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At a glance
In addition to the solid job gain and the drop in unemployment, Friday’s report offered other encouraging signs:
•Higher-paying industries are adding more jobs. Manufacturers added 27,000 jobs, the most since March 2012. Construction companies added 17,000. The two industries have created a combined 113,000 jobs over the past four months.
•Hourly wages are up. The average rose 4 cents in November to $24.15. It’s risen just 2 percent in the past year. But that’s ahead of inflation: Consumer prices are up only 0.9 percent in that time.
•Employers are giving their workers more hours. The average workweek rose to 34.5 hours from 34.4. A rule of thumb among economists is that a one-tenth hourly increase in the work week is equivalent to adding 300,000 jobs.
•Hiring was broad-based. In addition to higher-paying industries, retailers added 22,300 jobs, restaurants, bars and hotels 20,800. Education and health care added 40,000. And after years of cutbacks, state and local governments are hiring again. In November, governments at all levels combined added 7,000 jobs.
Source: Associated Press
Associated Press
Employment opportunity banners frame the scene as retired U.S. Navy Chief Jerome Porter of Atlanta talks with a recruiter during a job fair for veterans in Marietta, Ga. Solid job growth in November cut the U.S. jobless rate to 7 percent.

Unemployment falls to 7%

US jobless rate hits 5-year low as gains steady

– The U.S. job market has been recovering fitfully for three years. Now, it’s starting to show consistency.

Employers added 203,000 jobs in November, and the unemployment rate fell to 7 percent, a five-year low. Stock investors were heartened by the news. The Dow Jones industrial average surged 180 points in late-afternoon trading.

The economy added an average of 204,000 jobs from August through November, up sharply from 159,000 a month from April through July. The robust gain suggested that the economy will begin to accelerate. As more employers step up hiring, more people have money to spend to drive the economy.

The job market has shown signs of strengthening at other times since the recession ended 4 1/2 years ago, only to weaken and discourage hopes. Some economists say this time, employers may have enough confidence in the economy and consumer demand to step up hiring. A sturdier job market would, in turn, accelerate Americans’ spending and energize economic growth.

“It’s hinting very, very strongly that the economy is starting to ramp up, that growth is getting better, that businesses are hiring,” said Joel Naroff, president of Naroff Economic Advisors.

The job growth has also fueled speculation that the Federal Reserve will scale back its economic stimulus when it meets this month.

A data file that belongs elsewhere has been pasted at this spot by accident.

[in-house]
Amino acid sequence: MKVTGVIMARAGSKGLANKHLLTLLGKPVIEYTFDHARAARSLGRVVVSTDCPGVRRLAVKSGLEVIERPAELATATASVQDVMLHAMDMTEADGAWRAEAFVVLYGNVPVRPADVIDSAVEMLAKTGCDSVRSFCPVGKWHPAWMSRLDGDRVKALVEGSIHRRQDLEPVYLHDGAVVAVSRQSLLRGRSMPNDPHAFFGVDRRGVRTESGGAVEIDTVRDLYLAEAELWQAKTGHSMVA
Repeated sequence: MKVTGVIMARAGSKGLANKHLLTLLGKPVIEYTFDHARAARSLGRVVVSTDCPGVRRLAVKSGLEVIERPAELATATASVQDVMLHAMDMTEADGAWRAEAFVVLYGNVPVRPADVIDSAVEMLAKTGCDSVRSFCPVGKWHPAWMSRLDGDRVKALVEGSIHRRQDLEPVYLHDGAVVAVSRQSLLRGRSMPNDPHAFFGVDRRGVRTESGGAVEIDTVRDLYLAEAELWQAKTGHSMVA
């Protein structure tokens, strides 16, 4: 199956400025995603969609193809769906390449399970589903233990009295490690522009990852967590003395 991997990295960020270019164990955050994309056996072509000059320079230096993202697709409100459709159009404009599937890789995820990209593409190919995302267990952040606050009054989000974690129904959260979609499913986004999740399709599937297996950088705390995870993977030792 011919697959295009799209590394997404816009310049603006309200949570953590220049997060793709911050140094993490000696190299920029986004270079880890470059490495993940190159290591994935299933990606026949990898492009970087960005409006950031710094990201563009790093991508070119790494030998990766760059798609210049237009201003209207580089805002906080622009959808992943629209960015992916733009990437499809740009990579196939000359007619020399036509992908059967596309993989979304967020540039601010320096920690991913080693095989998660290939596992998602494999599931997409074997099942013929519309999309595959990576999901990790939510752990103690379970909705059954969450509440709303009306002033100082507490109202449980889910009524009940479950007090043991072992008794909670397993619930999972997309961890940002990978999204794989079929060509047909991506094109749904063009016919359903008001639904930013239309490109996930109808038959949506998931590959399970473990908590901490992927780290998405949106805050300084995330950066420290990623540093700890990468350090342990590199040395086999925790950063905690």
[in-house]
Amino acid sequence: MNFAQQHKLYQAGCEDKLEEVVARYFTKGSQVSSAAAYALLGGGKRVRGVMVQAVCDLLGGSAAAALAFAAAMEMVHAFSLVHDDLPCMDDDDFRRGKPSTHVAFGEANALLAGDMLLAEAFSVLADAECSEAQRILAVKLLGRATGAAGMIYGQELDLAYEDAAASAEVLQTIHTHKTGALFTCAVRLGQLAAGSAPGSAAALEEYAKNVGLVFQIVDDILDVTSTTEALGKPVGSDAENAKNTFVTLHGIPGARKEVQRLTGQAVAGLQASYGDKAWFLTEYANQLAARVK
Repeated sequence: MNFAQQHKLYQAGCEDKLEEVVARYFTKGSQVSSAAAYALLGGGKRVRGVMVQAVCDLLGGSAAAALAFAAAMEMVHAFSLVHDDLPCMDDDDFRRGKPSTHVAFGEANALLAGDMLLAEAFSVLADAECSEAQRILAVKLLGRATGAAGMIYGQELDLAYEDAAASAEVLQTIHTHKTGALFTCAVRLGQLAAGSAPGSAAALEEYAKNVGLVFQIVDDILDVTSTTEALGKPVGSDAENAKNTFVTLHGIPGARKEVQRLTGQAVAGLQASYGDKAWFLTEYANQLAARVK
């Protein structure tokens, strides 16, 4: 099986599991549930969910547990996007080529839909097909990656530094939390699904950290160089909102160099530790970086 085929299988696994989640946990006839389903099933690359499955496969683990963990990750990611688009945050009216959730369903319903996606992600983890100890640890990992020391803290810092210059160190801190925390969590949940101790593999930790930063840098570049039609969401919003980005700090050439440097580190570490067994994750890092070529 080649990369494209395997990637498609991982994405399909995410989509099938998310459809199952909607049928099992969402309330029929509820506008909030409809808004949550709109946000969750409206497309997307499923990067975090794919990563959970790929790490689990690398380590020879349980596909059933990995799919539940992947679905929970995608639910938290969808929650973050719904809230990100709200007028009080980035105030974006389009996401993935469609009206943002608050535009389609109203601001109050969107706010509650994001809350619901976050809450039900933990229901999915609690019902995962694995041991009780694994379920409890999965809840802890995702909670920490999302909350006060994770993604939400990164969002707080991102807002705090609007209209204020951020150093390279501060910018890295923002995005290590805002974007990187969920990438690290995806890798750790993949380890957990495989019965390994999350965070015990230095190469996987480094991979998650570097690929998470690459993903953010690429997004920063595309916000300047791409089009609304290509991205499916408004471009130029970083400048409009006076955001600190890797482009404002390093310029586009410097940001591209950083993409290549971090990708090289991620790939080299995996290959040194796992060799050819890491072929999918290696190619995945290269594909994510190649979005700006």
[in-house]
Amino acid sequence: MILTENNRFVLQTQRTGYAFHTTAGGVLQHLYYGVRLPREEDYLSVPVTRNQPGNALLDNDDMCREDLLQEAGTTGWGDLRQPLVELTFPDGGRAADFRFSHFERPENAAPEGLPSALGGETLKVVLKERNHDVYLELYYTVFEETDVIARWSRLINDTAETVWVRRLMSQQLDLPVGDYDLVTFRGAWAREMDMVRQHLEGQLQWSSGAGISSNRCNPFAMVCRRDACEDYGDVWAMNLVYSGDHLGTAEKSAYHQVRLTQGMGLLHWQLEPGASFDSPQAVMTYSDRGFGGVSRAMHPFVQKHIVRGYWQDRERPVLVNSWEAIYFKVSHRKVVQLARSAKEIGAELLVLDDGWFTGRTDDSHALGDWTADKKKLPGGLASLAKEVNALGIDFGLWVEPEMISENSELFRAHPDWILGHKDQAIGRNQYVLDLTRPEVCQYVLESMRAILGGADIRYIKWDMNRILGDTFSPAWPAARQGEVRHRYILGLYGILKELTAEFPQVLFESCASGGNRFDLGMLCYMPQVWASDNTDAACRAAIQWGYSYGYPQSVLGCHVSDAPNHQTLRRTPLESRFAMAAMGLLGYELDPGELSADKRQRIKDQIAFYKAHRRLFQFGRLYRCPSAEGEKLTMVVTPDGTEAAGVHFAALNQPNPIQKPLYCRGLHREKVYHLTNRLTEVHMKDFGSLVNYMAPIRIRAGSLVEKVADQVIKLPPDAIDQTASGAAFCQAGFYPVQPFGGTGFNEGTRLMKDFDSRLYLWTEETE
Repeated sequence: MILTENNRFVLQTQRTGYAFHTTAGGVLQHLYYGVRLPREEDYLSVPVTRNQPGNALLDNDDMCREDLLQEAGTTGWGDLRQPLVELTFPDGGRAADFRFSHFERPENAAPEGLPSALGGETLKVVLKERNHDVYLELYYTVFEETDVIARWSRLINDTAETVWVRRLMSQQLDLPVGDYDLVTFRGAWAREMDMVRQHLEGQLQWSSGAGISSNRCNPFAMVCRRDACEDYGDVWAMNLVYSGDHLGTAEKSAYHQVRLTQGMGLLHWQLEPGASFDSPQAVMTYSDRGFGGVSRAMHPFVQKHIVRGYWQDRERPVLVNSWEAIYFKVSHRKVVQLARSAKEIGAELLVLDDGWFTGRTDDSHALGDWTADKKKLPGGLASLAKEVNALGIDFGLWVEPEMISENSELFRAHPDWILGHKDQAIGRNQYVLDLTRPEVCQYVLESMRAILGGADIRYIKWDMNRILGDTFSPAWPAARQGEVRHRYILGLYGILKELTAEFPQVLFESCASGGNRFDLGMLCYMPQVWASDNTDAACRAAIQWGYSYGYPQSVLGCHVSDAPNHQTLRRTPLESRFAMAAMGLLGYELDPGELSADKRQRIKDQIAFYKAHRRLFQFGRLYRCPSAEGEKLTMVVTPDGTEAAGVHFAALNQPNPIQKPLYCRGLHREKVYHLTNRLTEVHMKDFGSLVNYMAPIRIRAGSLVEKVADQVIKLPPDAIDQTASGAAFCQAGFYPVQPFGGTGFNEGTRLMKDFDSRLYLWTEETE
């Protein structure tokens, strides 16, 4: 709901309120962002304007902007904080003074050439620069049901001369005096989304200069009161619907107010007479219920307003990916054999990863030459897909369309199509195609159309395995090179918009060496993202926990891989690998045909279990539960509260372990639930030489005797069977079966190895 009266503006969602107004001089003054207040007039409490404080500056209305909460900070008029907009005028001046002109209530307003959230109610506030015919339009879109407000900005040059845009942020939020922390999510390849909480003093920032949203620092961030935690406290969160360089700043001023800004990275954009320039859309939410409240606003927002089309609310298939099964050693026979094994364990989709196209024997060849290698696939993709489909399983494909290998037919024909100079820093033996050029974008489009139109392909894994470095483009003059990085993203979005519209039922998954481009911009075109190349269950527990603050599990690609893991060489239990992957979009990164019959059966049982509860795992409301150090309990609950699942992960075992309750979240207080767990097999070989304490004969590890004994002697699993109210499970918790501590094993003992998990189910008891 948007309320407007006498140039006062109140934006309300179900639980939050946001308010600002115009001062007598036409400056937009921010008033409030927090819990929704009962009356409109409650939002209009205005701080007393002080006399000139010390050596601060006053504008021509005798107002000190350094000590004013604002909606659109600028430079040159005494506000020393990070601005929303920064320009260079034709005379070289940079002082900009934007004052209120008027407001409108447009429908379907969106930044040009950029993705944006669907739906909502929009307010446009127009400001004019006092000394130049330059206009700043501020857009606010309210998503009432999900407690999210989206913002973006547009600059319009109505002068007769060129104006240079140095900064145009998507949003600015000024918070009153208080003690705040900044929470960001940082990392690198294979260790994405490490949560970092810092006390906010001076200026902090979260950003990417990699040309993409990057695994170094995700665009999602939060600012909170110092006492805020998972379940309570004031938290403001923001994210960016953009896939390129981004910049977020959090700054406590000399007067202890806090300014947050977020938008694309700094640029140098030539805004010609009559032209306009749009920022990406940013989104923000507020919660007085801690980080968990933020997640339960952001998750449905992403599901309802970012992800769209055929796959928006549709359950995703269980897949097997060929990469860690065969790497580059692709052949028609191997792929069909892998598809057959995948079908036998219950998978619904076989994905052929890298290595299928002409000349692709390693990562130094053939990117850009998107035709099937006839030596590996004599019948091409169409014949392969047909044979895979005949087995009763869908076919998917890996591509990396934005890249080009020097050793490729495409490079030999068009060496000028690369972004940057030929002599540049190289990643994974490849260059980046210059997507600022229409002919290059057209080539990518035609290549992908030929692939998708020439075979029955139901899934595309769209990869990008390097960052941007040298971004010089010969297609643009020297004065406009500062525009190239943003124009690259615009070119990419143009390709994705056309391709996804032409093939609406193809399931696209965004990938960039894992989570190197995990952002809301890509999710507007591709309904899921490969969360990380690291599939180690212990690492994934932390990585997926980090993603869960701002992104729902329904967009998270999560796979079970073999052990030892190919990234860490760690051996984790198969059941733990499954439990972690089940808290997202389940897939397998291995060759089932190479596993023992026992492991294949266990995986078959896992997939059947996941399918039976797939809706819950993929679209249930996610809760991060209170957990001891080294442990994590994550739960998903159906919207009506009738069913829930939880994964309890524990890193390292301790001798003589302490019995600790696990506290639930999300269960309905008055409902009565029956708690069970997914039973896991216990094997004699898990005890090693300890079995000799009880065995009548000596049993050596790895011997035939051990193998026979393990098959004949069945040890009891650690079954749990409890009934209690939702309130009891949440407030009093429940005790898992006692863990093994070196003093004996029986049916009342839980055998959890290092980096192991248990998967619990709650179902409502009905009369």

The unemployment rate has fallen nearly a full percentage point since the Fed began buying bonds in September 2012 and has reached 7 percent earlier than most analysts had expected.

In June, Chairman Ben Bernanke had suggested that the Fed would end its $85 billion in monthly bond purchases after the unemployment rate reached 7 percent. The Fed’s bond purchases have been intended to keep borrowing rates low.

Still, the report contained some sour notes: Many Americans are still avoiding the job market, neither working nor looking for work. That’s one reason the unemployment rate has fallen in recent months. The percentage of adults either working or searching for jobs remains near a 35-year low.

And America’s long-term unemployed are still struggling. More than 4 million people have been out of work for six months or longer. That figure was essentially unchanged in November. By contrast, the number of people who have been unemployed for less than six months fell last month.

The jobs report follows other positive news. The economy expanded at an annual rate of 3.6 percent in the July-September quarter, the fastest growth since early 2012, though nearly half that gain came from businesses rebuilding stockpiles. Consumer spending grew at its slowest pace since late 2009.

But if hiring continues at its current pace, a virtuous cycle will start to build: More jobs typically lead to more pay, more spending and faster growth.

That said, more higher-paying jobs are needed to sustain the economy’s momentum. Roughly half the jobs that were added in the six months through October were in four low-wage industries: retail; hotels, restaurants and entertainment; temp jobs; and home health care workers.

Consumers have been willing to spend on big-ticket items. Autos sold in November at their best pace in seven years, and new-home sales in October bounced back from a summer downturn.

But early reports on holiday shopping have been disappointing. The National Retail Federation said sales during the Thanksgiving weekend – probably the most important stretch for retailers – fell for the first time since the group began keeping track in 2006.

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